A two-story, five-bedroom Spanish/Mediterranean home plan (above) with the signature terra cotta roof and stucco facade (134-1382) has the master suite on the first level, the living/dining areas, study, and family room.
Above is a similar Spanish/Mediterranean style home as House Plan #134-1382 in a Southern California residential neighborhood. (Photo credit: Rexy L. for The Plan Collection)
Spanish/Mediterranean style homes are usually finished with stucco (usually white or pastel in color) on the exterior and often feature architectural accents such as arched openings in the stucco or wood beams. Their patios, porches, terraces, gardens, and courtyards that link with the outdoors – are perfectly suited to the climate and open, rolling California landscapes.
Characteristic of its trend-setting style, California was among the first in the country to embrace the bungalow house plan. These charming one-to-one-and-a-half-story homes, which originated in India – were adapted in the United States in the late 1800s to the early 1900s. Across the country, the style had a variety of “interpretations.”
The California bungalow – created and inspired by Ohio-born architects Charles and Henry Greene and the Arts and Crafts movement - were constructed low to the ground, made with wood and other natural materials. The cozy homes featured wide-covered porches, verandas, patios, gardens, handcrafted furniture, built-in cabinets and shelves, open floor plans, and plenty of doors open to the outdoors.
The three-bedroom bungalow plan (#158-1003) has a brick exterior, covered porch, and a lovely lawn. An open floor plan provides easy access to kitchen/dining/living areas.
The Greene brothers and other architects built and designed numerous bungalows in Southern California – particularly in Los Angeles and Pasadena. Today, there’s a historic district in Pasadena called “Bungalow Heaven” that has preserved and renovated these beautiful homes. To view more bungalow homes and floor plans, click here.
Called the California Rambler in the state, the rectangular-shaped one-story ranch house plan has been around for a while – inspired by the historic California “haciendas.” The first modern-day version was designed and built by Southern California architect Cliff May in the early 1930s. It was also greatly influenced by Frank Lloyd Wright’s Prairie house plans with their low roofs and open floors. More about ranch home plans can be foundhere.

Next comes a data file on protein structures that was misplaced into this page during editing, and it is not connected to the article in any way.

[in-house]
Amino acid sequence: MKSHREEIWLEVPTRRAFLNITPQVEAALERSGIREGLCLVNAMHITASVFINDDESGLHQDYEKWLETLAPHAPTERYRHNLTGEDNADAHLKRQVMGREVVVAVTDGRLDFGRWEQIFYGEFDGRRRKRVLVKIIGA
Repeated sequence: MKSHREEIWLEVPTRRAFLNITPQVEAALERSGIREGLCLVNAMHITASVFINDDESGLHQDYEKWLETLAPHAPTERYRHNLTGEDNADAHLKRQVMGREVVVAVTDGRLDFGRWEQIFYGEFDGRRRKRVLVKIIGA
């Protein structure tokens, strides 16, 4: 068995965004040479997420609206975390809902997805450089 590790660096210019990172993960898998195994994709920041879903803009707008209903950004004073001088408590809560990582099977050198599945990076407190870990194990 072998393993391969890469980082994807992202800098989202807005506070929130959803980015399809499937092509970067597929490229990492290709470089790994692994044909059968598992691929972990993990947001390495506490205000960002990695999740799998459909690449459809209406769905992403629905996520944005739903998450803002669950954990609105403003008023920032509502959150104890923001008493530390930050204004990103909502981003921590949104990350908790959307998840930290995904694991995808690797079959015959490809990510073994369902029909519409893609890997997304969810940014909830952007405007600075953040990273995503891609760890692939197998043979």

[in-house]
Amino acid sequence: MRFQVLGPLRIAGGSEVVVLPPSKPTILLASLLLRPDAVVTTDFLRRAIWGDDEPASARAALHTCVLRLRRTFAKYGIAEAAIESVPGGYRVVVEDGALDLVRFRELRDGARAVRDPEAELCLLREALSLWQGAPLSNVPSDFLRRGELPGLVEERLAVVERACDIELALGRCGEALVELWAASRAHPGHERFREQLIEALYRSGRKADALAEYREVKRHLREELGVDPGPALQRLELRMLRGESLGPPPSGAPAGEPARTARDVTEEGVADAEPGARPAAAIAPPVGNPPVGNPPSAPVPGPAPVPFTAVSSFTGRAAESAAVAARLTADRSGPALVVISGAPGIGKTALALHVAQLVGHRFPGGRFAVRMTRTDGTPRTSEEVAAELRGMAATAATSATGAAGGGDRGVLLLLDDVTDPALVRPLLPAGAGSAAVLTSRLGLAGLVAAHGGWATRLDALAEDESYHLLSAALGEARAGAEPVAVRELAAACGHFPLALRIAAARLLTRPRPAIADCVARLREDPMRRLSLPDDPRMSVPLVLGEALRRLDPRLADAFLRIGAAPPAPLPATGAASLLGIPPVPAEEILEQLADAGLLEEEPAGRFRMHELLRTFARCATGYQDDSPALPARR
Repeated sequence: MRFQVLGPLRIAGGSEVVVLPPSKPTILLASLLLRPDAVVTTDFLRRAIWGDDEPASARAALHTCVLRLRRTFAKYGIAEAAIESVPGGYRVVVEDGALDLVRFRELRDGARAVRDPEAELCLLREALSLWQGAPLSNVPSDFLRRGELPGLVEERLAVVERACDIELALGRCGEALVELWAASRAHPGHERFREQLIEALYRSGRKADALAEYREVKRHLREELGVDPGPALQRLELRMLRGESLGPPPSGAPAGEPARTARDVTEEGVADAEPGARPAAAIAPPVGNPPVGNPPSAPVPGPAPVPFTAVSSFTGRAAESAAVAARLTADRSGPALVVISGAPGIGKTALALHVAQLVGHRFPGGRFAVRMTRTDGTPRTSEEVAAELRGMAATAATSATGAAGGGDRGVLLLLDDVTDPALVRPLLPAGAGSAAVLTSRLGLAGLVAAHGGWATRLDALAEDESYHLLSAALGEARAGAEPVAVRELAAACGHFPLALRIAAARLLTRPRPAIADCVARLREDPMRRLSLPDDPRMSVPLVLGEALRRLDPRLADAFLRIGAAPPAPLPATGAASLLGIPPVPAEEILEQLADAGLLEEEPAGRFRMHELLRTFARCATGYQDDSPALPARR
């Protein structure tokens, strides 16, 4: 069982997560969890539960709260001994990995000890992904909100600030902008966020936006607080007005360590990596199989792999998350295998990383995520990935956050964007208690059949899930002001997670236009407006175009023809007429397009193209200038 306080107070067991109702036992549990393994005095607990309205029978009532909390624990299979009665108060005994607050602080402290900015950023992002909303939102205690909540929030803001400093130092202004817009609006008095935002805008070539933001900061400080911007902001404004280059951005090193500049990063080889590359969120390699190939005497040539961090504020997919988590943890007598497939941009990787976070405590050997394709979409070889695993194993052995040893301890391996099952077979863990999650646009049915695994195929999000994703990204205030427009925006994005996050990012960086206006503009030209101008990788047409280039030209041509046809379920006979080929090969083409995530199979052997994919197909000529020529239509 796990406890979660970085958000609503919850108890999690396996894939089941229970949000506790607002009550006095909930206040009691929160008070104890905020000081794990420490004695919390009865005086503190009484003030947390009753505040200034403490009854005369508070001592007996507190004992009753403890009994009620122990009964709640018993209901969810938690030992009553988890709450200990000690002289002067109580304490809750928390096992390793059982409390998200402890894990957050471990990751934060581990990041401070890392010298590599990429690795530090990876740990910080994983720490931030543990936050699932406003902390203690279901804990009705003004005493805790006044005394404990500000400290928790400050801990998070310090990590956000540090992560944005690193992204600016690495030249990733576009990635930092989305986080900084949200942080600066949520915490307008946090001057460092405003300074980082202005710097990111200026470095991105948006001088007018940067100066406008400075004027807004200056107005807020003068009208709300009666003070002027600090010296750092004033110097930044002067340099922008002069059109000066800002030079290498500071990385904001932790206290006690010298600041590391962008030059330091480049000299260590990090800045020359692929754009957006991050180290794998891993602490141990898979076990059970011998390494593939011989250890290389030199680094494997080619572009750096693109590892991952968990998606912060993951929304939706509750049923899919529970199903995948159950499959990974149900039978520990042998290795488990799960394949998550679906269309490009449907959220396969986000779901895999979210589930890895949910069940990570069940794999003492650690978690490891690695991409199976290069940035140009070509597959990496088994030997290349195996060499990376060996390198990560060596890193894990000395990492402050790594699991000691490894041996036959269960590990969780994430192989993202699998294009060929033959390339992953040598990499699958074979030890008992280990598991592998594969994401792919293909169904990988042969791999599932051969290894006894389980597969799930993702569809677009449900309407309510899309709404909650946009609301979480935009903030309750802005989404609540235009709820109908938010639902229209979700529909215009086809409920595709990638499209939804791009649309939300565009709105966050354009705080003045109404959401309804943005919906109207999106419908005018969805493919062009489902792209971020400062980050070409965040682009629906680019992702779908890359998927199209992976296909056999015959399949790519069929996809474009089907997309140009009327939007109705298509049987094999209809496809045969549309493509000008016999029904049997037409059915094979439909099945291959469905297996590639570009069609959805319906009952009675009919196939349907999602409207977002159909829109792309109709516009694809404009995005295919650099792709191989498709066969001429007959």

A typical ranch house plan features large windows that allow lots of natural light, an open floor plan, patios, porches, and gardens. Americans love ranch homes because they are practical, comfortable, and easy to access.
A ranch house plan (#141-1238) with three bedrooms and two baths features an attractively landscaped front lawn and a covered porch. Inside is a Great Room with a vaulted ceiling and a fireplace. Below is an image of the open kitchen layout with plenty of counter space for the family.
Within the beach cities – Malibu, Santa Barbara, San Clemente, La Jolla, Coronado, San Diego, Carmel, Monterey, and more – Californians take advantage of the gorgeous locations of beachfront homes. From the simple cottage to ultra-modern vacation retreats, beach house plans seem to merge into the California coast's waterfront landscape. (More beachfront home designs can be found here.)
A look at two beachfront house plans: A covered front porch with white pillars welcomes guests as they climb up the short steps to the two-story, four-bedroom beachfront home. (# 130-1108) It comes with a large deck, a Great Room with a vaulted ceiling and fireplace, a breakfast nook, and a loft.